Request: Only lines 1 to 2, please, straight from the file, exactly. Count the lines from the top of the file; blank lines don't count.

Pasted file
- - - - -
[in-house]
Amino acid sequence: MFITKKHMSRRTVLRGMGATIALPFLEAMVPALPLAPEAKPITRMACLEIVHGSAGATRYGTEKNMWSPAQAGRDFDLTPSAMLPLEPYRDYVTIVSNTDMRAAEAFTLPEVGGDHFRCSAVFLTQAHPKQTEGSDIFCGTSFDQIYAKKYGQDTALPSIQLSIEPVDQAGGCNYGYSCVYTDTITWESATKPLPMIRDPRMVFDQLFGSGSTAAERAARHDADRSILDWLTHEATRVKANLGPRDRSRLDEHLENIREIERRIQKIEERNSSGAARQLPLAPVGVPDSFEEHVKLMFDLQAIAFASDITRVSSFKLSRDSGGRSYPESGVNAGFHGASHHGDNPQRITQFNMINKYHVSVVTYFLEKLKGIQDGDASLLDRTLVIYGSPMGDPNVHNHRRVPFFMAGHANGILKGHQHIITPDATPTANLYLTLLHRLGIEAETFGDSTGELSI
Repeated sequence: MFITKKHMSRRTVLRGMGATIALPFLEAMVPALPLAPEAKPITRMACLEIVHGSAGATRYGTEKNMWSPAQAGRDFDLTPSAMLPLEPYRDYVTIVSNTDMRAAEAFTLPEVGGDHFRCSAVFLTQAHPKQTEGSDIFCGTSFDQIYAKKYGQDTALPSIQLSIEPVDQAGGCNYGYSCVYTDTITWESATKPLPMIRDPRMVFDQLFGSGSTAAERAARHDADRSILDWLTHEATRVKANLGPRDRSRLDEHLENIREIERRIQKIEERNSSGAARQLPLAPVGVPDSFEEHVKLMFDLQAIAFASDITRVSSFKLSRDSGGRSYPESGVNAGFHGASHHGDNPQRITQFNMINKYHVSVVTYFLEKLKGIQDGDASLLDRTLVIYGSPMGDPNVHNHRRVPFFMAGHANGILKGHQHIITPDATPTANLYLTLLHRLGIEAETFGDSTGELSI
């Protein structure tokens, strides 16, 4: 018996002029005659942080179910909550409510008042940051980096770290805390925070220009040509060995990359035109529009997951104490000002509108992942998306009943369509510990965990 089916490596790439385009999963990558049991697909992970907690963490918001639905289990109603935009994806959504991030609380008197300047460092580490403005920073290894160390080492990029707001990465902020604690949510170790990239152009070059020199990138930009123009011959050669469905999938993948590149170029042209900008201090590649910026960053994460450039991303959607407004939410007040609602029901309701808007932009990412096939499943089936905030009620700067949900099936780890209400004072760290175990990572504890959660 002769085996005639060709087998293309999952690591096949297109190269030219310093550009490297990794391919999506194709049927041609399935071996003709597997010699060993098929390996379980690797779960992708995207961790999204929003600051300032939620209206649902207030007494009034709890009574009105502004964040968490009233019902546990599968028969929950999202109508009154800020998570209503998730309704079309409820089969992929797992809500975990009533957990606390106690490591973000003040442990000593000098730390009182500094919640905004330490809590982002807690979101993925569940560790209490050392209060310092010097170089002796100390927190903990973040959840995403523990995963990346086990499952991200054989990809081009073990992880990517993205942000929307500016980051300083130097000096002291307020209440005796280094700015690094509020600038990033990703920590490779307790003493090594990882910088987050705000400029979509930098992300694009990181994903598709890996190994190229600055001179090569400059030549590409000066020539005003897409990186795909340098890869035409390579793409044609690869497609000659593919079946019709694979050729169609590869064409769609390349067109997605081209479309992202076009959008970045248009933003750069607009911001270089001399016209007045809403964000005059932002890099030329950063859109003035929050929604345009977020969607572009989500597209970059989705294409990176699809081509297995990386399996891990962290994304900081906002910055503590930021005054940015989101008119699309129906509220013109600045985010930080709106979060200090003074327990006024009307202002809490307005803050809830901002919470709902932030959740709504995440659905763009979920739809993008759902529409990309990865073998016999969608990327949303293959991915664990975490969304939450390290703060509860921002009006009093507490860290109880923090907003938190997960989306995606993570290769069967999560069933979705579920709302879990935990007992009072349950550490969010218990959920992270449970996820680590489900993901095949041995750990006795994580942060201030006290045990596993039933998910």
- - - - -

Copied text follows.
[in-house]
Amino acid sequence: MFITKKHMSRRTVLRGMGATIALPFLEAMVPALPLAPEAKPITRMACLEIVHGSAGATRYGTEKNMWSPAQAGRDFDLTPSAMLPLEPYRDYVTIVSNTDMRAAEAFTLPEVGGDHFRCSAVFLTQAHPKQTEGSDIFCGTSFDQIYAKKYGQDTALPSIQLSIEPVDQAGGCNYGYSCVYTDTITWESATKPLPMIRDPRMVFDQLFGSGSTAAERAARHDADRSILDWLTHEATRVKANLGPRDRSRLDEHLENIREIERRIQKIEERNSSGAARQLPLAPVGVPDSFEEHVKLMFDLQAIAFASDITRVSSFKLSRDSGGRSYPESGVNAGFHGASHHGDNPQRITQFNMINKYHVSVVTYFLEKLKGIQDGDASLLDRTLVIYGSPMGDPNVHNHRRVPFFMAGHANGILKGHQHIITPDATPTANLYLTLLHRLGIEAETFGDSTGELSI